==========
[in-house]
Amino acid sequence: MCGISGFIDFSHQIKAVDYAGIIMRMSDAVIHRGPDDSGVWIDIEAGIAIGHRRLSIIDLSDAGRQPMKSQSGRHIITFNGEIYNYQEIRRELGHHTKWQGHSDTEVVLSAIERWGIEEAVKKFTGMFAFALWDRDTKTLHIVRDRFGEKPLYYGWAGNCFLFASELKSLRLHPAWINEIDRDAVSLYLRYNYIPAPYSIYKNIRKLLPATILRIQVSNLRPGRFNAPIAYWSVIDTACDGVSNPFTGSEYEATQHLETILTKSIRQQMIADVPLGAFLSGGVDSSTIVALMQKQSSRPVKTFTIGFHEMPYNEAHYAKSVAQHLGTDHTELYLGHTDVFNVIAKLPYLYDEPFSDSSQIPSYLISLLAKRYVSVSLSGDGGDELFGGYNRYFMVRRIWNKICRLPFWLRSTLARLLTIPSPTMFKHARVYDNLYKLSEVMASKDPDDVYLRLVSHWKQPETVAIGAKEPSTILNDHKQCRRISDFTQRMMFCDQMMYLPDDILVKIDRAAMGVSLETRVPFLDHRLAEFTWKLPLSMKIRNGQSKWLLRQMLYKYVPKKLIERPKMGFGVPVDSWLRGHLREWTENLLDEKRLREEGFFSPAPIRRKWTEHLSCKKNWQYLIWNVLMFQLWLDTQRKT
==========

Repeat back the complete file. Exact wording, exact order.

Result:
[in-house]
Amino acid sequence: MCGISGFIDFSHQIKAVDYAGIIMRMSDAVIHRGPDDSGVWIDIEAGIAIGHRRLSIIDLSDAGRQPMKSQSGRHIITFNGEIYNYQEIRRELGHHTKWQGHSDTEVVLSAIERWGIEEAVKKFTGMFAFALWDRDTKTLHIVRDRFGEKPLYYGWAGNCFLFASELKSLRLHPAWINEIDRDAVSLYLRYNYIPAPYSIYKNIRKLLPATILRIQVSNLRPGRFNAPIAYWSVIDTACDGVSNPFTGSEYEATQHLETILTKSIRQQMIADVPLGAFLSGGVDSSTIVALMQKQSSRPVKTFTIGFHEMPYNEAHYAKSVAQHLGTDHTELYLGHTDVFNVIAKLPYLYDEPFSDSSQIPSYLISLLAKRYVSVSLSGDGGDELFGGYNRYFMVRRIWNKICRLPFWLRSTLARLLTIPSPTMFKHARVYDNLYKLSEVMASKDPDDVYLRLVSHWKQPETVAIGAKEPSTILNDHKQCRRISDFTQRMMFCDQMMYLPDDILVKIDRAAMGVSLETRVPFLDHRLAEFTWKLPLSMKIRNGQSKWLLRQMLYKYVPKKLIERPKMGFGVPVDSWLRGHLREWTENLLDEKRLREEGFFSPAPIRRKWTEHLSCKKNWQYLIWNVLMFQLWLDTQRKT